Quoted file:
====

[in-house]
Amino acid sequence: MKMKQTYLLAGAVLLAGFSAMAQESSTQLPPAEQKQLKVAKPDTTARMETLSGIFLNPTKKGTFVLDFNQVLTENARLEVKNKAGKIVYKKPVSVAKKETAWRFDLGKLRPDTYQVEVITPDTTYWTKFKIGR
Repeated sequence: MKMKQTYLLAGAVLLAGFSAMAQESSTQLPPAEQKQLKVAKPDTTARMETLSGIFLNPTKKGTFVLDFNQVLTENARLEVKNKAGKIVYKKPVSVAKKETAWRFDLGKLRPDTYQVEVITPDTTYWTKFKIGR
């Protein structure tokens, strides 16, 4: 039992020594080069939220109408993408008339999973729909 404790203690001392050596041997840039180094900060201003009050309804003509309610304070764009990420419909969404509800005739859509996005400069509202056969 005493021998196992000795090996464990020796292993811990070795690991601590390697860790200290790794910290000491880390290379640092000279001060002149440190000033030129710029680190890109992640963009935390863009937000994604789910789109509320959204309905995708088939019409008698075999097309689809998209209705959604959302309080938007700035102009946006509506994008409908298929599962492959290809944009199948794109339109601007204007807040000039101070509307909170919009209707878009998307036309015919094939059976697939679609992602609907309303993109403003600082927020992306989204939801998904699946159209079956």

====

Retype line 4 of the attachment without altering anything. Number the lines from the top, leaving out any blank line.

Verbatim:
């Protein structure tokens, strides 16, 4: 039992020594080069939220109408993408008339999973729909 404790203690001392050596041997840039180094900060201003009050309804003509309610304070764009990420419909969404509800005739859509996005400069509202056969 005493021998196992000795090996464990020796292993811990070795690991601590390697860790200290790794910290000491880390290379640092000279001060002149440190000033030129710029680190890109992640963009935390863009937000994604789910789109509320959204309905995708088939019409008698075999097309689809998209209705959604959302309080938007700035102009946006509506994008409908298929599962492959290809944009199948794109339109601007204007807040000039101070509307909170919009209707878009998307036309015919094939059976697939679609992602609907309303993109403003600082927020992306989204939801998904699946159209079956």